feelings of guilt in the abused woman
  and keep her from seeking real solutions.
7. Fear of being alone

A victim of domestic abuse may very well
  be suffering severe psychological injury.
  Her abuser has spent a long time
  convincing her that she's helpless and
  unlovable, and she may believe herself
  incapable of surviving on her own. She
  may feel so damaged that she thinks no
  one will ever love her, or that she can
  never trust anyone again.
Psychologists point to a phenomenon
 called "traumatic bonding" to explain this
 fear of being alone. Abused women, like
 prisoners of war or hostages, lose their
 identity to their abusers and see them as
 the source not only of pain, but also of
 affection and as the ones who supply the
 basic needs of everyday life.
8. Guilt and shame

A perpetrator will repeatedly list the
  reasons why their victim is to blame for
  the abuse. Hearing how she provoked his
  violence over and over again, a woman
  may begin to believe that she is at fault.
  She may try desperately to change her
  behaviors to please her abuser, hoping
  that her relationship with the abuser will
  improve "if only" she can learn to please
  him.
9. Pets

Some men will threaten the life of a pet
  to keep a woman from leaving him. Many
  apartments or women's shelters don't
  allow pets, so a woman may choose to
  stay to protect a beloved companion.
10. Hope

Remember that women enter into
  domestic partnerships out of love. There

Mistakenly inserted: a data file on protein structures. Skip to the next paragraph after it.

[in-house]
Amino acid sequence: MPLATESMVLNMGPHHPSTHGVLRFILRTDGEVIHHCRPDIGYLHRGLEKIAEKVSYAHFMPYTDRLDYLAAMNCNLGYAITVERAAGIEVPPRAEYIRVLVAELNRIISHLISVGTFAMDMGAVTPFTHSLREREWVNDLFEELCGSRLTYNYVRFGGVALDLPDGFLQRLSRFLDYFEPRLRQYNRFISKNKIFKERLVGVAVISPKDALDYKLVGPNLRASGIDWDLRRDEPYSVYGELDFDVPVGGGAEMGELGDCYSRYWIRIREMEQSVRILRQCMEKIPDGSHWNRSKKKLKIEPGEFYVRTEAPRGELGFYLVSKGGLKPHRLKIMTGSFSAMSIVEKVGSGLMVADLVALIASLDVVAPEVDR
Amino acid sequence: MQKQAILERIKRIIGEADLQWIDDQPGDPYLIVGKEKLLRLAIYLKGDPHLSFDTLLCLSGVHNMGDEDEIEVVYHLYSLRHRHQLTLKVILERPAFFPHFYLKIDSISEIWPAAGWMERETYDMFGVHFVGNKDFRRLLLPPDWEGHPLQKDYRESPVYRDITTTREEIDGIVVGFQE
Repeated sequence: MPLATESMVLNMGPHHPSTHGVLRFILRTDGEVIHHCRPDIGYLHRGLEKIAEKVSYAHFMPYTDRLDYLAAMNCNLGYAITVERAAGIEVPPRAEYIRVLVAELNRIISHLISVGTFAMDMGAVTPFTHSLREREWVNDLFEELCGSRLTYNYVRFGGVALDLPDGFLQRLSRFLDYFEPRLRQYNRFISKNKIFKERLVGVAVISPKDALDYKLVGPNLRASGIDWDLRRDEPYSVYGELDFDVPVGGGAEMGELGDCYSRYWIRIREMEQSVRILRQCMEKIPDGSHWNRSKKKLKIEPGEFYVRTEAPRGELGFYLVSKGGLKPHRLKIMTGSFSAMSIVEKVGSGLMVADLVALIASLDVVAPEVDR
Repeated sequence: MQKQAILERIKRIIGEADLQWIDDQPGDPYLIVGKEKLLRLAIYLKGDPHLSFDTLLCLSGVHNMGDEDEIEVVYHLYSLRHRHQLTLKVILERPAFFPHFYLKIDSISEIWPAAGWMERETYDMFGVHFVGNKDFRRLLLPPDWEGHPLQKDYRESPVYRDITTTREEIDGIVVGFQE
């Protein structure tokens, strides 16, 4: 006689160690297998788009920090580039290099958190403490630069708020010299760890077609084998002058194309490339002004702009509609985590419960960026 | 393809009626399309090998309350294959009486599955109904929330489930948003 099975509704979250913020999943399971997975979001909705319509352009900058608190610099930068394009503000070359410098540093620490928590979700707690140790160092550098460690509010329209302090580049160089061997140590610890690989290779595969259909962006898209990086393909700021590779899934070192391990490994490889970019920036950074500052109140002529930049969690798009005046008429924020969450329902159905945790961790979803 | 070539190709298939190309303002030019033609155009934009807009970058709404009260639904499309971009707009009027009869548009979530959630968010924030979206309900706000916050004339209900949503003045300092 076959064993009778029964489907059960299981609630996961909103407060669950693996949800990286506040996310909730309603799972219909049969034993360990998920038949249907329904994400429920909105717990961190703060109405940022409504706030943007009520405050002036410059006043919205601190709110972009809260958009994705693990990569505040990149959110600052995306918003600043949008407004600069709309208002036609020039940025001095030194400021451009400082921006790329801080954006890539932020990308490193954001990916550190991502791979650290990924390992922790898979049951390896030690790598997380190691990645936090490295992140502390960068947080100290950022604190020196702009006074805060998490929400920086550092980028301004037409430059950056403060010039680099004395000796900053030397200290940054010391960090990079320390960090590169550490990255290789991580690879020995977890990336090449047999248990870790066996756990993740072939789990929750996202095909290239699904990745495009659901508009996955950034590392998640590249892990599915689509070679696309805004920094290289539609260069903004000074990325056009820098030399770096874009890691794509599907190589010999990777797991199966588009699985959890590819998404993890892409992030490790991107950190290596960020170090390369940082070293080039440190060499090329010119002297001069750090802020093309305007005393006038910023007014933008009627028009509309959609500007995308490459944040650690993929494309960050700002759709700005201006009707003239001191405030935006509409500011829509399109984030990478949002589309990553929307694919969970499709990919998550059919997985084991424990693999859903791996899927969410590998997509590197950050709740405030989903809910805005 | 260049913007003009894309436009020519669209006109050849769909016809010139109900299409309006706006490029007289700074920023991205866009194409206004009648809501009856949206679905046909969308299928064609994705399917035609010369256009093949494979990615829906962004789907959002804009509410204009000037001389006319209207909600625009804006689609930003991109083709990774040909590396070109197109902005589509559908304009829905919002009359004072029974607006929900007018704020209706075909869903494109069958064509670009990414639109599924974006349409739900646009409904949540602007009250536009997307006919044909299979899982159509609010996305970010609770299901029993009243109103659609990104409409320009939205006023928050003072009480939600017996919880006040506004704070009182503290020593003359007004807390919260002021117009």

may be weeks or months when there is
  no abuse, and the relationship feels
  strong and healthy. When the woman is
  victimized again, the abuser may
  apologize and make promises to change
  -- and many women will believe these
  promises in the hope that the abuse will
  never happen again.
Your life matters. There is nothing wrong
 with leaving an abusive relationship even
 if there are many barriers that prevent
 you from doing so. You should always
 think of your own welfare rather than
 being overpowered by your fears and
 anxiety. Yes, it is very hard. It is painful
 and sorrowful. It would take a lot of
 sacrifices.
But what will you choose? Staying in or
 leaving an abusive relationship can be a
 matter of life or death. Either you
 continue enduring the suffering and
 humiliation for whatever reason or you
 finally be free of it all and live a life
 wherein you achieve your dreams and
 make sure your dignity stays intact.
Robert Moment is a life coach, speaker
 and author of several life-transforming
 books, Domestic Abuse and Domestic
 Violence Help for Abused Women
 and Domestic Violence Survivors,
 Verbal Abuse: How Women Can
 Successfully Recognize, Respond to
 and Overcome Verbally Abusive
 Relationships and Abusive People,
 and How Do You Find Happiness .
Robert specializes in maximizing human
 potential for happiness , purpose and
 success. Visit
 http://www.DomesticAbuseandDomestic
 Violence.com and sign-up for the FREE
 Life-Transforming e-courses on
 Overcoming Domestic Abuse and Verbal
 Abuse
More info about Domestic Violence
 Victims .

				
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posted:7/3/2014
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Description: People whose lives have never been touched by domestic violence or abuse often wonder why women stay so long in abusive relationships. Although the question may be an honest one, it should never be asked in a way that implies any blame on abused women for the situations they endure.